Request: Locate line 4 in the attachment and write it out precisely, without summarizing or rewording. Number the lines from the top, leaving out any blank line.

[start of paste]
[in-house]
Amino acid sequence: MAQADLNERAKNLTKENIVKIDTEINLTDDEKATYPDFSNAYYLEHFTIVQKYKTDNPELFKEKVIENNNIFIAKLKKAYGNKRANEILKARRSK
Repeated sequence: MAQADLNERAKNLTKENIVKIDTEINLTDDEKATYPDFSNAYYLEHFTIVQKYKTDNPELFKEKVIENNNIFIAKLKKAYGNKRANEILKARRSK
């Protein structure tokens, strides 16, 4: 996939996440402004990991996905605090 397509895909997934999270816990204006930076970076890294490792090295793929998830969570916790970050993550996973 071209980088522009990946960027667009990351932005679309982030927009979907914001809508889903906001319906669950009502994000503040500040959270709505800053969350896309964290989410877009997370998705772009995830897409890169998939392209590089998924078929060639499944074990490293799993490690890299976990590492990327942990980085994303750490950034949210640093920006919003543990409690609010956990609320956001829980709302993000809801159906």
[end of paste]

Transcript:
């Protein structure tokens, strides 16, 4: 996939996440402004990991996905605090 397509895909997934999270816990204006930076970076890294490792090295793929998830969570916790970050993550996973 071209980088522009990946960027667009990351932005679309982030927009979907914001809508889903906001319906669950009502994000503040500040959270709505800053969350896309964290989410877009997370998705772009995830897409890169998939392209590089998924078929060639499944074990490293799993490690890299976990590492990327942990980085994303750490950034949210640093920006919003543990409690609010956990609320956001829980709302993000809801159906």